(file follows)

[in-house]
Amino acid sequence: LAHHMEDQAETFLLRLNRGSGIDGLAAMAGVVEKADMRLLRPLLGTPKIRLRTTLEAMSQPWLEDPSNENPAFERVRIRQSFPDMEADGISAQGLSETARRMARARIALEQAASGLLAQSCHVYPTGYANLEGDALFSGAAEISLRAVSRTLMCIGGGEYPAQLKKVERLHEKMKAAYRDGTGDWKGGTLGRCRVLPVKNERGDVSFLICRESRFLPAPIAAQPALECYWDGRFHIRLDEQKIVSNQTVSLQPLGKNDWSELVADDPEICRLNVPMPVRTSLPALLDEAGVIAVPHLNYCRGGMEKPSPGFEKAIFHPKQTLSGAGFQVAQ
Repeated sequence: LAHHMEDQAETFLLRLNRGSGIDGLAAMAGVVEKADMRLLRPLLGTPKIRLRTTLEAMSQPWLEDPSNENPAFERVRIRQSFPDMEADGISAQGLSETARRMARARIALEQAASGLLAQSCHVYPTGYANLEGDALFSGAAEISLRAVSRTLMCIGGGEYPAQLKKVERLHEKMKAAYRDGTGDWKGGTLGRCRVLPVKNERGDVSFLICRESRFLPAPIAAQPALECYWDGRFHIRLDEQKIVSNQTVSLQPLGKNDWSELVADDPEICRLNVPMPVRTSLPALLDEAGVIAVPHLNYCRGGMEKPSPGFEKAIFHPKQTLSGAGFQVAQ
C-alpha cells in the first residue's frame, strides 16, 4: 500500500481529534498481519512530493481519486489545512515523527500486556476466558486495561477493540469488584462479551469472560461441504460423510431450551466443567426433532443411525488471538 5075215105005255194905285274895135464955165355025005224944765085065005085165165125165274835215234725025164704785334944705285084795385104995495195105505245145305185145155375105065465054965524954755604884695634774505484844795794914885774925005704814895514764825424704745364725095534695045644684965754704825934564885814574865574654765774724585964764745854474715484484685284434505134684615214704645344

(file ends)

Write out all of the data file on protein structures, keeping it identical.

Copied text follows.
[in-house]
Amino acid sequence: LAHHMEDQAETFLLRLNRGSGIDGLAAMAGVVEKADMRLLRPLLGTPKIRLRTTLEAMSQPWLEDPSNENPAFERVRIRQSFPDMEADGISAQGLSETARRMARARIALEQAASGLLAQSCHVYPTGYANLEGDALFSGAAEISLRAVSRTLMCIGGGEYPAQLKKVERLHEKMKAAYRDGTGDWKGGTLGRCRVLPVKNERGDVSFLICRESRFLPAPIAAQPALECYWDGRFHIRLDEQKIVSNQTVSLQPLGKNDWSELVADDPEICRLNVPMPVRTSLPALLDEAGVIAVPHLNYCRGGMEKPSPGFEKAIFHPKQTLSGAGFQVAQ
Repeated sequence: LAHHMEDQAETFLLRLNRGSGIDGLAAMAGVVEKADMRLLRPLLGTPKIRLRTTLEAMSQPWLEDPSNENPAFERVRIRQSFPDMEADGISAQGLSETARRMARARIALEQAASGLLAQSCHVYPTGYANLEGDALFSGAAEISLRAVSRTLMCIGGGEYPAQLKKVERLHEKMKAAYRDGTGDWKGGTLGRCRVLPVKNERGDVSFLICRESRFLPAPIAAQPALECYWDGRFHIRLDEQKIVSNQTVSLQPLGKNDWSELVADDPEICRLNVPMPVRTSLPALLDEAGVIAVPHLNYCRGGMEKPSPGFEKAIFHPKQTLSGAGFQVAQ
C-alpha cells in the first residue's frame, strides 16, 4: 500500500481529534498481519512530493481519486489545512515523527500486556476466558486495561477493540469488584462479551469472560461441504460423510431450551466443567426433532443411525488471538 5075215105005255194905285274895135464955165355025005224944765085065005085165165125165274835215234725025164704785334944705285084795385104995495195105505245145305185145155375105065465054965524954755604884695634774505484844795794914885774925005704814895514764825424704745364725095534695045644684965754704825934564885814574865574654765774724585964764745854474715484484685284434505134684615214704645344